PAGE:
It was a five day mountain biking road trip from Auckland to Christchurch. With no rush, we drove the main line picking off the best mountain bike trails on the way. Keen to move quickly through the North Island, we only tasted Taupo's Craters of the Moon before boarding the Picton ferry.
In the red hazy horizon, we tried to pick out Tapuae-o-Uenuku from the other Kaikoura giants - this was our goal. It would require a hilly 45km farm road approach by MTB to Branch Cottage up the Kekerengu and Clarence valleys. An enormous 2200m climb would top us out on the summit. Still caked with snow in November, we hauled full alpine kit on the ride. Sadly, we were denied permission to access the valley as the owner was out of town...
Destraught, we moved on to Hanmer to save the day. First up we sampled the local Hanmer Forest trails above the steamy hot springs. Bikes going well, we returned to Hanmer for a feed, before moving up to the St James Homestead above Jacks Pass for an overnight camp. The night was wet, and despite a good day on the Hanmer trails, the mood was made depressing by the rain....
Beauty! The next day dawned clear as we prepared to take on the St James Cycle Trail. This was one of the new productions as part of the Nga Haerenga NZ Cycle trail initiative. 25km of fast gravel road took us to the beginning of the trail at Lake Tennyson - we gazed up towards the inviting Maling Pass and to snowy spring time mountains.
From the top of Maling Pass we had an exquisite view down the wide Waiau Valley, rushing down from the heights of Waiau Pass, the southern boundary of my favourite Nelson Lakes National Park. It was great to be here, piecing parts of the puzzle together. We took on the descent with red hot brakes, screaming around switchbacks and long bumpy stretches to the valley floor. When Richard finally reached the bottom he exclaimed "Its like tramping - only bouncier!"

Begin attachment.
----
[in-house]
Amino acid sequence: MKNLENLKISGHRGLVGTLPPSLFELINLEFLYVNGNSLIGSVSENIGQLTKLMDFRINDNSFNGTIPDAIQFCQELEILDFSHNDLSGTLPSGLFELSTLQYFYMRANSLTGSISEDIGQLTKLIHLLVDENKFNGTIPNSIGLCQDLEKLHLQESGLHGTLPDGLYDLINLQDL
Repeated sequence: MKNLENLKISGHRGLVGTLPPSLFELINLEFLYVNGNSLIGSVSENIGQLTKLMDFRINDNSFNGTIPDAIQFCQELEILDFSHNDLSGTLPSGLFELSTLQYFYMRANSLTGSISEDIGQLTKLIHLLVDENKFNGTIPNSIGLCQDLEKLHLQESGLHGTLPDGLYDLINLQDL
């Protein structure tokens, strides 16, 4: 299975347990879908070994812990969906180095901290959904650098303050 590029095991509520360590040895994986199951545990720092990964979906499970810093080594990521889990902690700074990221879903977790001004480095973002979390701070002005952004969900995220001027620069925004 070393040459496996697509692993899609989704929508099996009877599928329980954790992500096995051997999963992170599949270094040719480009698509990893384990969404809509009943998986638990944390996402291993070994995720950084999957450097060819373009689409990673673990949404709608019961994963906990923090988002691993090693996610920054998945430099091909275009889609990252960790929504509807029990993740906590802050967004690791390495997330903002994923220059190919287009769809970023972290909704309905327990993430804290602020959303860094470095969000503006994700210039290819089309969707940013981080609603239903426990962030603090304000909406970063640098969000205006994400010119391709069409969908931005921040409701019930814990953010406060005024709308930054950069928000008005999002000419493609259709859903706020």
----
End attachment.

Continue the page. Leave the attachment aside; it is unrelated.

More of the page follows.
The Waiau Valley tracks were a summer's dream to ride through. Long grassy meadows alongside the river, with plenty of tricky side-stream crossings to ride through.
A swingbridge branched across a high gorgey section of the Waiau - below were boiling rapids and fluted columns of rock. It was a scorchingly hot day, but the frequent water features we passed through kept us refreshed.
While resting on the hill above the swingbridge, another mountain biker appeared, apparently coming from off the main track. His name was Daniel Jessop - he had strayed from the trail and become lost, until now on spotting us. We found out he was also doing a day trip from Christchurch - I was eager to start building my list of adventure contacts and quickly got his number. He also planned on attempting Le Petit Brevet the following weekend, a 300km MTB race across the Banks Peninsula. This boosted my confidence, and I subsequently met him on the start line a week later.
Back to the trail, we soon reached the southern end of the Waiau and we forced to ascend again, two viciously steep climbs to Charlie's Saddle. A fast descent took us past a hunters hut - he cycled past quietly as we spotted a group in camo gear aiming for prey on the hillside. The stream crossings here were challenging, and out of pride we tried to see how far we could bike across before losing momentum. You had to be careful here - on dismounting once I almost lost hold of my bike, quite ready to flow down river in the strong current.
Again, I found myself in familiar territory. We had emerged on the corner of the St James 7 Hour Rogaine map. I remembered well this fun event that I'd competed in December 2011 with Elisha Nutall and Joel Smith. It was a thorough rush of déja vu and emotions as we sped down the final stretch of trail to the St James Homestead. Our bike computers clocked in at 90km and 9 hours. A fantastic adventure in the stunning back blocks of Hanmer!